This is the same story as told in: "It's Been Five Days Since You Left, But We're Still Here and You're Not and It Is So Quiet." But, I sought help from Kevin McGeehan and this is how it evolved. I just wanted to put it out into the world beyond the one storytelling event I was brave enough to enter. Which was my event. I produced it. So, not really all that brave.
A different take on the same event:
A different take on the same event:
When my daughter was 10 days old, I promised I would never leave her. 18 years later as I stood in her dorm room, I’m about to break that promise.
There are six of us in this tiny space: proud grandparents, anxious parents, Hannah-the-Freshman, and Talia-the-supportive-little-sister who is singlehandedly organizing what appears to be a closet. Everyone is shoving “necessary” items wherever they could fit, except for me. Overwhelmed by debilitating fear I was rendered useless in this chaotic room. I just stood clutching my favorite pair of Hannah’s shoes. All motherly devotion had been irrationally transferred onto these shoes. My crushing heartbreak was mostly repressed until Hannah’s new roommate, Christine, pitched into the room, drunk. No longer was this a room of sweet chaos, it was a stunned room of Christine’s boobs spilling out of her tiny tank top and white cheeks peeking from the bottom of her shorts.
Christine squealed “HANNAH!!!” and lunged forward on her stiletto’s to give Hannah an insincere hug.
I backed against the desk clutching the precious shoes. Christine was the embodiment of every parental nightmare: a partying freshman roommate.
Not knowing what to do, I did what I do best. I froze. This was not my first time lost in motherhood.
When Hannah was a week old she got an audition for a commercial from my husband’s agent. At the time we were actor’s living in L.A. Hannah booked the job and at ten days old shot a national commercial.
She was fabulous during the casting; alert, quiet. Perfect. On the day of the shoot though, she wouldn’t stop screaming. I didn’t know what to do, so I just stood there, frozen, listening to her cry and wincing at every dirty look from…everyone.
After what felt like a few years had passed, the director called to “remove the crier” and a disgusted assistant director handed her over. I grabbed her, ran out and begged her to forgive me. I didn’t rescue her. I’m the Mom and I blew it. When her gasping sobs stopped, I held her out to look at her scrunched up little face. I swear she smiled at me. I stopped breathing for a second. She was the most beautiful thing I had ever seen. “I promise I will never leave you.” I swore this would be my last mistake as Mom.
18 years of mistakes later, the day has come to move out of her childhood home into her freshman dorm. On the sidewalk in front of our house a sobbing Hannah could not let go of Andrew, the-stunned-soon-to-be-ex-boyfriend. About to attend universities in separate states, it didn’t look good for the long run.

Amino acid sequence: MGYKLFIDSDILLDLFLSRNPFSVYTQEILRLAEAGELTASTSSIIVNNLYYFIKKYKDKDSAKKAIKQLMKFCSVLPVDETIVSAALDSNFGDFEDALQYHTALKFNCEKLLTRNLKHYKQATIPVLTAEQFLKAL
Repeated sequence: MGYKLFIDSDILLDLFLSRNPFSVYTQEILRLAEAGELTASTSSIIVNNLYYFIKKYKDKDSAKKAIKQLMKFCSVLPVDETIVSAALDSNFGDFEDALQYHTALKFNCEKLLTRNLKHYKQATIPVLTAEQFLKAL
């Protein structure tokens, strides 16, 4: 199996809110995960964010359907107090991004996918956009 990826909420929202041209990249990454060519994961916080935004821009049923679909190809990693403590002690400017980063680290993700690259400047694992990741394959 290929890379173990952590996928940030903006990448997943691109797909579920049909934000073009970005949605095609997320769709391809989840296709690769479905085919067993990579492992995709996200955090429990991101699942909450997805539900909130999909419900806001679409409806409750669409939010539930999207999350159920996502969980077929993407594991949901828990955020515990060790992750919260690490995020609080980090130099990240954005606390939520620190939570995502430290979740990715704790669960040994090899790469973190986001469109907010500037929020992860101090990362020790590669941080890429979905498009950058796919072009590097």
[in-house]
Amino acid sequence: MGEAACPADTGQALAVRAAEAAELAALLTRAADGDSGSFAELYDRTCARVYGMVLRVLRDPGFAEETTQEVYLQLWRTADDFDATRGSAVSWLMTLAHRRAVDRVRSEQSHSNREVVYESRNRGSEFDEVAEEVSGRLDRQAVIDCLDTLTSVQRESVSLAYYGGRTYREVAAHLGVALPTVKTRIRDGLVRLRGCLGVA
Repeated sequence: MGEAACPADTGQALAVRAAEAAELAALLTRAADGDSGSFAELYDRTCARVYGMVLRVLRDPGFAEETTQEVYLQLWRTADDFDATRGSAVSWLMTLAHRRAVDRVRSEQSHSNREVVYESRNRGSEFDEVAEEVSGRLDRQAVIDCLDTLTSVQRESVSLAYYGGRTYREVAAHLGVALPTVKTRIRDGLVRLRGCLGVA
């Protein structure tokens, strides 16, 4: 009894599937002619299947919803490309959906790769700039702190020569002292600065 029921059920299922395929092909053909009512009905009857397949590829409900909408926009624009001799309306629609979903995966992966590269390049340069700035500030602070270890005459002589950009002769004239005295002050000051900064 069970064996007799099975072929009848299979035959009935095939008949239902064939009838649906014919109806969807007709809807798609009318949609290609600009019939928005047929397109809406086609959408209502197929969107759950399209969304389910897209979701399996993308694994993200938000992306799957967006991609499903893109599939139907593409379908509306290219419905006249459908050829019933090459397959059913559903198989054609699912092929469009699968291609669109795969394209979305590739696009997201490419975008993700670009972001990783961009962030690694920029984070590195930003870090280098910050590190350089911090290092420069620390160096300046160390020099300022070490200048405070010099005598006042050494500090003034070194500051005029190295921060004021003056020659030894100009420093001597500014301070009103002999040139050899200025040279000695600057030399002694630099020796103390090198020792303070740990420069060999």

Hannah and Andrew dated during senior year and, of course, he asked her to the prom. Hannah bought her dress with her own money, a sparkling, soft pink, strapless gown. It cost four times what I was willing to pay for a prom dress.
I paid for the shoes, and because Andrew is not tall, Hannah, in a shocking turn from her usual death defying high heels, was determined to wear flats. We found a pair of Steve Madden sandals with rhinestones imbedded in clear plastic straps and a beige plastic sole. They looked pretty cheap in the box. But when she put them on the clear plastic straps disappeared and the sparkles wrapped around her feet as if held on by magic. They were the most beautiful shoes I’ve ever seen.
I borrowed them once and even my gnarly old feet looked beautiful. For a moment Hannah and I shared these pretty, pretty shoes. In a moment I must relinquish the girl and her memory of the promise of a sweet dance in beautiful shoes with a handsome boy.
Back in the dorm room the shoes seem cemented in my fist. The perfect place to leave them didn’t exist. Christine might want to borrow them. Christine could ruin the shoes.
Of the two girls who are about to live in this dorm, I love one so very much, but I relate to one of them so much more. I was Christine when I was 18. I knew this enemy. It used to be me.
Okay, new plan: throw a bag over Hannah’s head, push her into the car, go home, make popcorn and watch all ten seasons of Friends. She cannot spend a year with the slut on stilts.
Without having looked at anyone other than Hannah, Christine slurred “Nice to meet you” to the room in general and was gone as fast as she came.
Watching Christine leave I realized I had little control over this situation. I probably never had control over any situation ever. Because I am only Mom. Not God.
18 years ago I had no idea she would be the one to leave.
I stepped on the printer to climb over the mini-refrigerator and sat next to her on the long, single bed. I reluctantly handed her our pretty, pretty shoes. “Please. Stay. Strong. Do not lend these to Christine. I would like to see them again.” Hannah just laughed, “Mom, the shoes and I can both stand up to Christine.”
Our time was almost up. “If you ever need anything Hannah, you can always come crying to me. I’m think I'm ready for you now. “
Out in parking lot the proud grandparents drove away first. The sobbing, mascara stained sisters clung to each other as our existing world changed forever. There was nothing my husband and I could do to ease their pain. We could only stand aside and watch. Eventually he and Talia drove away leaving me alone with Hannah.
What I wanted to say to my pair of beautiful girls was, “I promise I will learn to let you go.”
What I actually said was “Take your vitamins and be gentle when you break up with Andrew.”
|Shoes pictured are not actual size. Or the actual pair mentioned in post. Just really pretty and very similar to aforementioned sandals.|